Trump’s Monument Rollback is Unconstitutional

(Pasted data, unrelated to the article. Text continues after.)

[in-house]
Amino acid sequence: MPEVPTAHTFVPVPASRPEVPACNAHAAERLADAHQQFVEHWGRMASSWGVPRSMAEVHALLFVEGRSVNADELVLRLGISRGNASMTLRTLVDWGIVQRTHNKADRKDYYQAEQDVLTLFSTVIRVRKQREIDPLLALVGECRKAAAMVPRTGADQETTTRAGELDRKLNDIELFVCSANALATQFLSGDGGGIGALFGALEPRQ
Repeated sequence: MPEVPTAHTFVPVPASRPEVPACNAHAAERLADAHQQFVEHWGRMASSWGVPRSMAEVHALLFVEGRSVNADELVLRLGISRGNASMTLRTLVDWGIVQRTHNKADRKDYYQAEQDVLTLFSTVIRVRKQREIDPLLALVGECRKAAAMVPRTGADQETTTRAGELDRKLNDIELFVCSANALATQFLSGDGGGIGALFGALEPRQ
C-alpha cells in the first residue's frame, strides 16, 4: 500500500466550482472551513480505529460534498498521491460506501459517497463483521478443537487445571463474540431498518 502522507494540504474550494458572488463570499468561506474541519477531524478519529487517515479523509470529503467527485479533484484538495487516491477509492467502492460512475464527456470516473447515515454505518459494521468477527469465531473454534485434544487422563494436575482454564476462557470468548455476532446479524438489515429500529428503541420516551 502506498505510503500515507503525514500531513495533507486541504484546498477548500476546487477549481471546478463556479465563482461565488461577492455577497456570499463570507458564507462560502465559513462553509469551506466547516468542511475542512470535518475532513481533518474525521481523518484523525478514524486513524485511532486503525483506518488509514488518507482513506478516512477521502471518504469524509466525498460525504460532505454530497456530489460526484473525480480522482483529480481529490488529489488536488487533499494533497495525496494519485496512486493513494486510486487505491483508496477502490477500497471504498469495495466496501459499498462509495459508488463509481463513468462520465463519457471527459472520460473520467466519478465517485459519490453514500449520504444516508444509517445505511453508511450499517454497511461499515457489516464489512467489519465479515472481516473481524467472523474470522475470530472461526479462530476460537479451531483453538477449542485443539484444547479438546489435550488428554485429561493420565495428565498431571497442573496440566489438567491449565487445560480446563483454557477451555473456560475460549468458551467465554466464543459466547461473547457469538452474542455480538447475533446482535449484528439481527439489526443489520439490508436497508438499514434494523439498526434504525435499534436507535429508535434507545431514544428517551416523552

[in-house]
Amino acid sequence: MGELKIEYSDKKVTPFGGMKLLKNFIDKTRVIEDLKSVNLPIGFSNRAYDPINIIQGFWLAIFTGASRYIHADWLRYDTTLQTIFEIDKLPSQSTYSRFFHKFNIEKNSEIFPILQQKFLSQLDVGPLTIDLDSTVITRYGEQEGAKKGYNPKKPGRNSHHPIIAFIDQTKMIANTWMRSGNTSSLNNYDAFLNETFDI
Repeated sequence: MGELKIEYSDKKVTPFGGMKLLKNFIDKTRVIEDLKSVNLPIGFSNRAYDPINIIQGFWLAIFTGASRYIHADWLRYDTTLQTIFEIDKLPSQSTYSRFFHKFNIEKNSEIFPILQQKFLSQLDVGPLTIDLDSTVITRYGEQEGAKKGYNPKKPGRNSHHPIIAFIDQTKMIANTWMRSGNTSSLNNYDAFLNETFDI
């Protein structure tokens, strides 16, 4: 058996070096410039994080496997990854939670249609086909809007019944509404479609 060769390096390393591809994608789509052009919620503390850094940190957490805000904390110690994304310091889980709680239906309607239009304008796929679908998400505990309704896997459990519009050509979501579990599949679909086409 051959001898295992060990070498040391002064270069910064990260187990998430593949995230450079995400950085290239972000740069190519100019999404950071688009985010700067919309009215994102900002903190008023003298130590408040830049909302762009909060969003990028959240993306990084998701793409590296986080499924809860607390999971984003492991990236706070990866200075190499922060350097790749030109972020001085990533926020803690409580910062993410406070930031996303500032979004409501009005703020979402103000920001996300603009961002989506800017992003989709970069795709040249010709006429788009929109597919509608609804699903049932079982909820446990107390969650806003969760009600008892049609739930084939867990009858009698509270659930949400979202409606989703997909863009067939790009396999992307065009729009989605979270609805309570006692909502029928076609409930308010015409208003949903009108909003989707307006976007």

With his recent announcement in Utah that he intends to dramatically slash Bears Ears and Grand Staircase Escalante national monuments, President Trump has crossed the threshold from ill-advised rhetoric to illegality. While this is the clear consensus of legal minds from across the political spectrum, conservative lawyers and experts well steeped in the U.S. Constitution are sounding some of the loudest alarms. A new legal paper from Bruce Fein, an associate deputy attorney general under President Reagan, and W Bruce DelValle—both partners at the firm Fein & DelValle PLLC—makes the case that Trump’s actions are not simply illegal, they are unconstitutional. Fein and DelValle point out that in crafting the Antiquities Act, which grants presidents the authority to establish national monuments, Congress never “intended to crown the President with discretion to revoke or materially diminish or alter the management of an existing national monument.” They go on to explain that Congress was careful to make sure that nothing in the language of the Antiquities Act delegates “legislative power to the President to revoke or to materially disturb prior presidential national monument declarations.” In fact, the ability of Congress to delegate legislative authority to the president is limited under the constitution, which is why that authority must be explicit and provide “intelligible standards to restrain executive discretion.” The implications of President Trump attempting to overstep the limits of his power by rolling back national monuments extend well beyond the harm caused to the monuments themselves—and our natural and cultural heritage that they protect. This move threatens to erode the separation of powers on which our democracy is founded. It represents...